The progress of a contractor’s works is often a key factor in a construction project completing on time. Construction contracts usually include terms that specify the progress required and the consequences if that progress is not achieved.
However, what is the position when the contract only gives the employer a right to terminate for the contractor’s failure to progress the works? Is the contractor obliged by an implied term to proceed regularly and diligently?
The TCC’s view
The Technology and Construction Court (TCC) considered this question in Leander Construction Ltd v Mulalley & Company Ltd. In the judge’s view, the test of whether a term should be implied is one of necessity, as Lord Clarke emphasised in Mediterranean Salvage & Towage Ltd v Seamar Trading & Commerce Inc. That is, is the implied term necessary to make the contract work?
The judge decided that an implied term that the contractor, Leander, would proceed regular and diligently with the works was not necessary to “make the contract work”. Leander was under an obligation to complete by a single completion date and the judge decided it was unnecessary and unhelpful to impose other interim progress obligations upon Leander (for example about its rate of progress and its detailed performance).
While there was a right to terminate if Leander failed to proceed regularly and diligently with the works, the judge emphasised that the courts have been reluctant to imply additional terms on timing and regularity of a contractor’s performance prior to the contract completion date. In GLC v Cleveland Bridge and Engineering (1984) 34 BLR 50, both Staughton J and the Court of Appeal refused to imply a term of regular and diligent progress, even though there was a right to terminate for a failure to proceed on that basis. Here, the judge saw no reason to reach a different conclusion to that of the Court of Appeal in GLC.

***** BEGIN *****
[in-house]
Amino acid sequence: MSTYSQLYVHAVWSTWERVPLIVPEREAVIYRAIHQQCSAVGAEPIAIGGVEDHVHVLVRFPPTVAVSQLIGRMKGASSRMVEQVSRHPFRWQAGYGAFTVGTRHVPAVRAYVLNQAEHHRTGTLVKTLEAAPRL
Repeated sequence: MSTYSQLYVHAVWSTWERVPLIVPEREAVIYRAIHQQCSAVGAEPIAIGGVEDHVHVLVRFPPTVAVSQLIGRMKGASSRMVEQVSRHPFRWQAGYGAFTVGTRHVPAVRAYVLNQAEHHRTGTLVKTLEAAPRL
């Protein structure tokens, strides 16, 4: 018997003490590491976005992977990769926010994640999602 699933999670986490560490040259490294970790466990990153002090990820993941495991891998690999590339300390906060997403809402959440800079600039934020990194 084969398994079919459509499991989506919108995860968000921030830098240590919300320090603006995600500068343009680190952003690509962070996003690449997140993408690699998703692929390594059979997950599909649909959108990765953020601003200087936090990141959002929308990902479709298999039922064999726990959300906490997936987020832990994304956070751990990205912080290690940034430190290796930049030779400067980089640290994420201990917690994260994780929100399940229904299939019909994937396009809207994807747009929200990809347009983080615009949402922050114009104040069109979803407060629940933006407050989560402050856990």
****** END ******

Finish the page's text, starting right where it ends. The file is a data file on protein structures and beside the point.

With no express or implied obligations as to progress, it is a matter for the contractor to plan and resource the works appropriately, so that it can achieve the specified completion date. Its obligation to progress is limited to getting all its work done by the contractual completion date. A contractor could therefore fall behind the contract programme with impunity, provided that it continues to comply with its other contractual obligations.
While it would depend upon the other terms of the contract, if a contractor’s slow progress amounts to a breach of that freestanding obligation to complete by a given date and the employer suffers losses as a result of that breach, then those losses could form the basis of the employer’s withholding for delay-related matters (see Jonathan Cope’s post from last week).
Interestingly, such a stand-alone obligation is not included in the JCT Standard Building Sub-Contract, yet it does appear in the JCT Standard Building Contract (2005 and 2011 editions) at clause 2.4. While it is not expressly included in the NEC contracts, there are other ways in which a properly managed NEC contract discourages the contractor from progressing slowly with its works.
Therefore, it is essential that the parties’ contract specifies the progress the contractor’s work is required to make, as this will provide a disincentive for the contractor to progress the works slowly.
If the contractor is required to progress the works regularly and diligently, there’s another question that needs to be considered: what does the term ‘regularly and diligently’ mean?
Andy acted for Leander Construction Ltd in the TCC.